Myofascial release (MFR) can be one of your greatest treatment tools as a pelvic rehabilitation practitioner. Just in case you don’t think about fascia often here are a couple helpful things to remember. Fascia is the irregular connective tissue that covers the entire body, and it is the largest sensory system in the body, making it highly innervated. The mobilizing effect of MFR techniques occurs by stimulating various mechanoreceptors within the fascia (not by the actual force applied). MFR techniques can help to reduce tissue tension, relax hypertonic muscles, decrease pain, reduce localized edema, and improve circulation just to name a few physiological effects.

An interesting case report published in 2015 by the Journal of Women’s Health Physical Therapy1 offers a wonderful example of how a physical therapist used specific MFR techniques for a patient with clitoral phimosis and dyspareunia. The specific MFR techniques used helped to provide relief and restore mobility to the pelvic tissues for this patient.

Clitoral phimosis is adherence between the clitoral prepuce (also known as the clitoral hood) and the glans. This condition can be the result of blunt trauma, chronic infection, inflammatory dermatoses, and poor hygiene. In this case report, the 41-year-old female patient had sustained a blunt trauma injury to the vulva (when her toddler son charged, contacting his head forcibly into her pubic region). She presented to physical therapy with complaints of dyspareunia, low back pain, a bruised sensation of her pubic region, vulvar pain provoked by sexual arousal, decreased clitoral sensitivity, and anorgasmia. The physical therapist completed an orthopedic assessment for the lower quarter (including spine and extremities), as well as a thorough pelvic floor muscle assessment.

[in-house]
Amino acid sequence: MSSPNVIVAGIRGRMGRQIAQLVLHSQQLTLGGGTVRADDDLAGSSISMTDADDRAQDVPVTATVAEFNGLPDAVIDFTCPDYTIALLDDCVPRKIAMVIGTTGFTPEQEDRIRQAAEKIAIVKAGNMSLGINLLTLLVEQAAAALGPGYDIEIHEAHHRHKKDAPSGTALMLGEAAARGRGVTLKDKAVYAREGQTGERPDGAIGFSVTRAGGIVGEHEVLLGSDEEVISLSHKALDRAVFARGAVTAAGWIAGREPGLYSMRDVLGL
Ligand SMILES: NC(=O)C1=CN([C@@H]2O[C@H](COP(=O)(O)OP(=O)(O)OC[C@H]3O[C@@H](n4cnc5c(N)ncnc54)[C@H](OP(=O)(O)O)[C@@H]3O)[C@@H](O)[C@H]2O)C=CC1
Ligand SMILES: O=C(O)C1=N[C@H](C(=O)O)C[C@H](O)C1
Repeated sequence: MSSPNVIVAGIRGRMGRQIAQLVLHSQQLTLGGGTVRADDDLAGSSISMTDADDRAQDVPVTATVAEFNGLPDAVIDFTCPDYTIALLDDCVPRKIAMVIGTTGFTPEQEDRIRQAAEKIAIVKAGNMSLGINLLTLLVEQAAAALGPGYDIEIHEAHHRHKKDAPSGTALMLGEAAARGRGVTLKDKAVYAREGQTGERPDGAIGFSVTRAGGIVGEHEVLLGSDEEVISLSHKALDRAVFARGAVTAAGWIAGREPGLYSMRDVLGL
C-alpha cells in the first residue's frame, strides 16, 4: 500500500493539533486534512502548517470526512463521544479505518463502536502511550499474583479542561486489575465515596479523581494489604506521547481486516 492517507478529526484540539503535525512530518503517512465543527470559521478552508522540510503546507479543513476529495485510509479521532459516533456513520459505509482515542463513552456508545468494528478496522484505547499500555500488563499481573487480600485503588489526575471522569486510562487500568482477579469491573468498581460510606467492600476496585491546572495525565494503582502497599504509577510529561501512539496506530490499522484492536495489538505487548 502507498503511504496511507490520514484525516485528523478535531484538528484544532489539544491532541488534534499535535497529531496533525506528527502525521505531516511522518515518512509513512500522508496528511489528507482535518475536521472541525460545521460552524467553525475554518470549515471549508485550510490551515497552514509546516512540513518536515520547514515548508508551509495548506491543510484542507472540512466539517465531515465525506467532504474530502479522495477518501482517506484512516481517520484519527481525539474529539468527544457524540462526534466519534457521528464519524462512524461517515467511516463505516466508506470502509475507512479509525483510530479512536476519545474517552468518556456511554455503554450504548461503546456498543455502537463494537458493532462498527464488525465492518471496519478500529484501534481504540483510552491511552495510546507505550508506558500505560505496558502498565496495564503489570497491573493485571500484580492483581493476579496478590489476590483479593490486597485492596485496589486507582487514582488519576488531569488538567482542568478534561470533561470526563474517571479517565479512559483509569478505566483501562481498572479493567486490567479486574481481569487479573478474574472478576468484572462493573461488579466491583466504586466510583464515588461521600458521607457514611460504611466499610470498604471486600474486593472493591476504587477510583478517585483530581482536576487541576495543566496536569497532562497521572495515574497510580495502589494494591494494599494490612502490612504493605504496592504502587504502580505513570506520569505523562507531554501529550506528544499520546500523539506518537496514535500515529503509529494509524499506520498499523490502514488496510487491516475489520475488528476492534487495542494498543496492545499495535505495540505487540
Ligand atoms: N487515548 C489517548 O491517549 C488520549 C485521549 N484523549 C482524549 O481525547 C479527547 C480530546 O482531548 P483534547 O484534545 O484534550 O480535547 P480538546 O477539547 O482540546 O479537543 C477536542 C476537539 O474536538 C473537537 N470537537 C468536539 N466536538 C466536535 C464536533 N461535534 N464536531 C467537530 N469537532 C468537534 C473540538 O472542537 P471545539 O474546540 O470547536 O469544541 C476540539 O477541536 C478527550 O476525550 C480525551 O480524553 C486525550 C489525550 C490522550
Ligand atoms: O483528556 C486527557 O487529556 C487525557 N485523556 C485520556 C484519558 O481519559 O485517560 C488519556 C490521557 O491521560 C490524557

Treatment for this patient addressed not only the pelvic complaints, but the lower quarter complaints as well. A detailed treatment summary for each visit is outlined in the case report. The clitoral MFR and stretching was performed by applying a small amount of topical lubricant to the clitoral prepuce. Then, a gloved finger or a cotton swab was used to stabilize the clitoris, a prolonged MFR or sustained stretch was applied in the direction away from the fixated clitoris by the therapist’s other finger. The therapist applied this technique along the entire length of the prepuce. The other physical therapy interventions this patient was treated with were stretching, joint mobilization, muscle energy techniques, transvaginal pelvic floor muscle massage, clitoral prepuce MFR techniques, biofeedback, Integrative Manual Therapy (IMT) techniques, nerve mobilization, and therapeutic and motor control exercises. Additionally, between the physical therapy evaluation and the second visit the patient did use topical Clobetasol 0.05% cream (commonly prescribed for vulvar dermatitis issues such as Lichen Sclerosis) for 30 days with no change to her clitoral phimosis.

After 11 sessions, the patient had resolution of dyspareunia, vulvar pain, pubic pain, and reduced low back pain. Also, the patient had 100% restored mobility of the clitoral prepuce, as well as normalized clitoral sensitivity and clitoral orgasm. The patient felt these improvements were still present at her 6-month follow-up interview over the phone. Current medical management for clitoral phimosis is surgical release or topical/injectable corticosteroids. Having a conservative treatment option, such as MFR, for this condition can be helpful for patients. As with most evolving treatment techniques, more research and studies are appropriate.

Not one health care professional had ever assessed the fascial mobility of the clitoris until this physical therapist did. This case report is an example of how MFR techniques can be effective treatment tools for your patients with pelvic disorders and a good reminder to check the fascial mobility of the pelvic tissues.

Morrison, P., Spadt, S. K., & Goldstein, A. (2015). The Use of Specific Myofascial Release Techniques by a Physical Therapist to Treat Clitoral Phimosis and Dyspareunia. Journal of Women’s Health Physical Therapy, 39(1), 17-28.